Inter also formed a young Carlos Bledhorn Verri (Dunga's real name) since adolescence, though in truth it was as much Dunga himself who did the forging, by force of his sheer resolve. In a manner which would echo Scott Parker's career at Charlton Athletic, Dunga initially struggled to make an impression as a striker, all bustle and no finesse, only for him to refashion himself as an enforcing midfielder. His European career spells would take him to Pisa, Fiorentina and Stuttgart and would propel him towards his crowning achievement, vindication even, when he lifted the World Cup in 1994.
An admirer of Dunga's Brazil, Michael Cox of zonalmarking.net dissected the system that the disciplinarian coach implanted upon the side between the aftermath of the 2007 Copa America success and the impressive World Cup qualification campaign in South America. It was a pity, others suggested that Spain and Brazil did not cross paths during the finals and we were left with a sense of what could have been one of the great tactical match-ups in history: the world's best possession-based side versus the best counter-attacking side. As Tim Vickery remarked, Brazil were potentially more lethal when defending a corner than were opponents who were taking it.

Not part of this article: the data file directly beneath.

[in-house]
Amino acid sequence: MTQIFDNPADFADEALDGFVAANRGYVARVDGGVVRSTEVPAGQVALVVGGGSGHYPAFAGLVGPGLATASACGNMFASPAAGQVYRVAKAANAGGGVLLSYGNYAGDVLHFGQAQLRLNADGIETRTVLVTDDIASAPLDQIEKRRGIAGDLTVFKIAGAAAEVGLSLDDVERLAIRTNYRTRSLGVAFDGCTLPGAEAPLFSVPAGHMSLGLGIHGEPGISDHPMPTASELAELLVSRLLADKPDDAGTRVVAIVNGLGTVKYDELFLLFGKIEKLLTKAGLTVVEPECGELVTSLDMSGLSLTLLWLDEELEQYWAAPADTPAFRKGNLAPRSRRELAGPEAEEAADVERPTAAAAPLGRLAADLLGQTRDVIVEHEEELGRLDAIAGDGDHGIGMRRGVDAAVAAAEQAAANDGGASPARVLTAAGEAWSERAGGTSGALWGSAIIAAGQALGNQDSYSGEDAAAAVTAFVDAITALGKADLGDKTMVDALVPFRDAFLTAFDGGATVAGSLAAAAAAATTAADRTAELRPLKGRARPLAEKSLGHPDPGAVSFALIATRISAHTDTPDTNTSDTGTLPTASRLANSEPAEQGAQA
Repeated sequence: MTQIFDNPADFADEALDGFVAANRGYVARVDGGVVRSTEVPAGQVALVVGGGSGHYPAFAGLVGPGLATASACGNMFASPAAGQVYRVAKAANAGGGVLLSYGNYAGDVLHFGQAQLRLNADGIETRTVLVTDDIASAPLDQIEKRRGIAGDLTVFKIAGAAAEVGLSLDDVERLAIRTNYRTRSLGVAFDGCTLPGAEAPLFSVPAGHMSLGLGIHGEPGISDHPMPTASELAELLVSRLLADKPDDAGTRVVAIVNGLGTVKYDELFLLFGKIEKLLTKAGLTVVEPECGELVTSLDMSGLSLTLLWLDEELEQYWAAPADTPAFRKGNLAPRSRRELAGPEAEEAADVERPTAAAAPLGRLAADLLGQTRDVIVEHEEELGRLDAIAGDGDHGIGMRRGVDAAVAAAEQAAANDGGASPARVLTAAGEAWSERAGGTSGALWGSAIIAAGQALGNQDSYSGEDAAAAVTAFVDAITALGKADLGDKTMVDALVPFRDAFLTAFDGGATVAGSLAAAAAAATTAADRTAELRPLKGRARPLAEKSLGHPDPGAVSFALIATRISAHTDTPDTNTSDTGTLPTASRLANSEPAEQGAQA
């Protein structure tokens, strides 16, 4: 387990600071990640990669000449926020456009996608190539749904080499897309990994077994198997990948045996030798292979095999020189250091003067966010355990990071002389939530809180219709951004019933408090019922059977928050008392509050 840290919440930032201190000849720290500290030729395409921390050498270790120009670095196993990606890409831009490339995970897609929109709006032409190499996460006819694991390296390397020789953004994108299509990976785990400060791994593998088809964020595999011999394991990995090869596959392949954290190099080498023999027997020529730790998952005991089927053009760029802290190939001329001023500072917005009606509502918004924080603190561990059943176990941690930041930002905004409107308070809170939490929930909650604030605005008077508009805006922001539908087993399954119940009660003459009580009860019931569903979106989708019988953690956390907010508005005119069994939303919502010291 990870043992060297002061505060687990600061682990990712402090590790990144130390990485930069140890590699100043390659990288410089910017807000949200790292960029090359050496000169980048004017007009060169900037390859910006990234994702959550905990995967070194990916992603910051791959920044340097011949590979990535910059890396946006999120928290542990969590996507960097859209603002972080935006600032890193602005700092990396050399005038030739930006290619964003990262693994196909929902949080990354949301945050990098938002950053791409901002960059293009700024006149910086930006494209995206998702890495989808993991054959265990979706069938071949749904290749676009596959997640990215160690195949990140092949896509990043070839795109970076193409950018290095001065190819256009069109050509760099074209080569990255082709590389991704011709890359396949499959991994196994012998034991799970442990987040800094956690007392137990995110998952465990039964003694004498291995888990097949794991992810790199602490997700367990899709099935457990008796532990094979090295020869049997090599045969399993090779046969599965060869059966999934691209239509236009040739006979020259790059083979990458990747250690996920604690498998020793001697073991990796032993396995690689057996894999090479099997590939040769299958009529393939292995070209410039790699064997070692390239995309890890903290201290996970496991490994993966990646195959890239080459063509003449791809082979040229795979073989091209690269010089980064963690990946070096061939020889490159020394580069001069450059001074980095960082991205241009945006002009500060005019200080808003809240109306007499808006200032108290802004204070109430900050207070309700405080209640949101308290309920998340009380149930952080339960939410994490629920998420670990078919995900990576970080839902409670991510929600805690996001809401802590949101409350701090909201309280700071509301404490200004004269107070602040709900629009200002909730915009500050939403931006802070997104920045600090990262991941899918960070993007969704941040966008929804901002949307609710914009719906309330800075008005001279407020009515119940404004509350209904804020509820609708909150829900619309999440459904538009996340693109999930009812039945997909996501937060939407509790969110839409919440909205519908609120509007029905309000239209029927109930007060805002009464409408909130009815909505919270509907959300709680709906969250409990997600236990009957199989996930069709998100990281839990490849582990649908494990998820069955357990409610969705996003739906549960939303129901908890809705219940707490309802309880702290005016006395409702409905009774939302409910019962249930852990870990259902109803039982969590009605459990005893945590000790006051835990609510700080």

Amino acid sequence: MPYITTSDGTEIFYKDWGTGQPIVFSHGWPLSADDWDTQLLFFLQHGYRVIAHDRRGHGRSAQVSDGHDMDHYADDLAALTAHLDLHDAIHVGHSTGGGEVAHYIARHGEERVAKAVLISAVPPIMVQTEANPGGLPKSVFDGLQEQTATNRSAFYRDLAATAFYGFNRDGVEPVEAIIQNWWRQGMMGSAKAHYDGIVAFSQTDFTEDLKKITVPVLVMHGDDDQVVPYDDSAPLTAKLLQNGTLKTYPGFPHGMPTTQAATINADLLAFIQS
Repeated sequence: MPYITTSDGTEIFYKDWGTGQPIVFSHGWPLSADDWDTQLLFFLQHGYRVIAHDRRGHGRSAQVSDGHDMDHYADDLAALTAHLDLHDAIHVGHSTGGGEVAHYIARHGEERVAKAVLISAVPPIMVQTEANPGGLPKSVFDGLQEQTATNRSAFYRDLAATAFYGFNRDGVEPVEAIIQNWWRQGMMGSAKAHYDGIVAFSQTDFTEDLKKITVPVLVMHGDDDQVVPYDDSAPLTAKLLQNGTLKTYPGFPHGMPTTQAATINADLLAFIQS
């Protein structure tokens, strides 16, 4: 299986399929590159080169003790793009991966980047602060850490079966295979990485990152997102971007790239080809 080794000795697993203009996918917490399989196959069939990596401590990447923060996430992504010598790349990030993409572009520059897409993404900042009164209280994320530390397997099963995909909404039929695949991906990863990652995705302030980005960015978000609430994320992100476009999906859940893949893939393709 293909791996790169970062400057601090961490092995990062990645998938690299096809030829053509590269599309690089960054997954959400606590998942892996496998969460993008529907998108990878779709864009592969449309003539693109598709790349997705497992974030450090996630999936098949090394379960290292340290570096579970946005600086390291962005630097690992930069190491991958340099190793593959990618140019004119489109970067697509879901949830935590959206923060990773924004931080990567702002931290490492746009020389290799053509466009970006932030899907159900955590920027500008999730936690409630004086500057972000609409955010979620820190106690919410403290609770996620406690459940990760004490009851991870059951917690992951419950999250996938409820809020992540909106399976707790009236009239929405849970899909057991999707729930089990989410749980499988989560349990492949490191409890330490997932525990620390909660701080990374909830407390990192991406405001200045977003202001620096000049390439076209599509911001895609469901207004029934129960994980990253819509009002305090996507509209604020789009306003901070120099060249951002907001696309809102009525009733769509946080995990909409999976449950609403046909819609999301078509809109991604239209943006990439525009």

If only in terms of its assymetry, that Brazil side bore a resembleance to the 4-2-2-2 of the 1982 side whom Dunga held in scant regard. Of course, Telê Santana's central midfield pairing of Toninho Cerezo and Falcão couldn't be further removed from the destructive stylings of the Gilberto Silva - Felipe Melo double act. As with Éder almost three decades ago, Robinho played as a winger-cum-support striker on the left. But for the wide-of-centre role along the other flank, Dunga's preference for the application of an-round player such as Elano contrasted with Santana's use of the artistic Zico playing higher and with licence to drift inside and combine with Socrates, the side's other advanced playmaker. In this later respect, the trequartistas were also representative of the broader difference in style between the sides; whereas Sócrates was languid and imaginative, Kaká was percussive and objective.
How is all this relevant to S.C. Internacional?
Current coach Celso Roth is grudgingly respected but not universally liked amongst the fans, who look at his CV and see a litany of 'nearly-man' moments. As the Brazilian phrase goes, he is the eternal "Paraguayan horse", meaning that he starts campaigns spectacularly well only to fall at the later stages whether on account of insufficient tactical nous or poor psychological masterand just when the going gets tough. It is true that Roth steered Inter to the Libertadores title in 2010, but this was after being hired ad hoc following the sacking of Jorge Fossatti and with the team already at the quarter-final stage. More specifically, the sceptics reckon that even though Roth is adept at organising teams, his vision of the game is too reactive and also derivative.